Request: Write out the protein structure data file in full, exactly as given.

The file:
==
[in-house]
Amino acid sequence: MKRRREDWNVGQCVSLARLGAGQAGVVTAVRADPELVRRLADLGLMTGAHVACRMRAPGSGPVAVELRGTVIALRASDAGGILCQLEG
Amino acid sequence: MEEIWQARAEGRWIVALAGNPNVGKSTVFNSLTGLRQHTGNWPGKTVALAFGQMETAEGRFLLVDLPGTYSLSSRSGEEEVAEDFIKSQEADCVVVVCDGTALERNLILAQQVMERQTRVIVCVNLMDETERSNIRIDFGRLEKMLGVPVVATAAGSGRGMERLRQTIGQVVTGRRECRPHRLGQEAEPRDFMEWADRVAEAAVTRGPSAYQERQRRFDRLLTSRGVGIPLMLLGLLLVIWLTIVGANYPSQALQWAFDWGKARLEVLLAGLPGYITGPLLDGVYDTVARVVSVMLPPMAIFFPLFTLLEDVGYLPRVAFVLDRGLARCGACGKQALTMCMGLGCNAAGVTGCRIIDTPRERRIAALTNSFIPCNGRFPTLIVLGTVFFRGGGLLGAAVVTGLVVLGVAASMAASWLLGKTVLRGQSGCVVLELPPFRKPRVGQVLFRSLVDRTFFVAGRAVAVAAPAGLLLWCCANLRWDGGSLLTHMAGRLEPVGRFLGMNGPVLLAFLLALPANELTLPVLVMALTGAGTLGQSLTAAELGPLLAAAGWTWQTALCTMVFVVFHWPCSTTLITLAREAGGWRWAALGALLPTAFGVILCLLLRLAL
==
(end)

[in-house]
Amino acid sequence: MKRRREDWNVGQCVSLARLGAGQAGVVTAVRADPELVRRLADLGLMTGAHVACRMRAPGSGPVAVELRGTVIALRASDAGGILCQLEG
Amino acid sequence: MEEIWQARAEGRWIVALAGNPNVGKSTVFNSLTGLRQHTGNWPGKTVALAFGQMETAEGRFLLVDLPGTYSLSSRSGEEEVAEDFIKSQEADCVVVVCDGTALERNLILAQQVMERQTRVIVCVNLMDETERSNIRIDFGRLEKMLGVPVVATAAGSGRGMERLRQTIGQVVTGRRECRPHRLGQEAEPRDFMEWADRVAEAAVTRGPSAYQERQRRFDRLLTSRGVGIPLMLLGLLLVIWLTIVGANYPSQALQWAFDWGKARLEVLLAGLPGYITGPLLDGVYDTVARVVSVMLPPMAIFFPLFTLLEDVGYLPRVAFVLDRGLARCGACGKQALTMCMGLGCNAAGVTGCRIIDTPRERRIAALTNSFIPCNGRFPTLIVLGTVFFRGGGLLGAAVVTGLVVLGVAASMAASWLLGKTVLRGQSGCVVLELPPFRKPRVGQVLFRSLVDRTFFVAGRAVAVAAPAGLLLWCCANLRWDGGSLLTHMAGRLEPVGRFLGMNGPVLLAFLLALPANELTLPVLVMALTGAGTLGQSLTAAELGPLLAAAGWTWQTALCTMVFVVFHWPCSTTLITLAREAGGWRWAALGALLPTAFGVILCLLLRLAL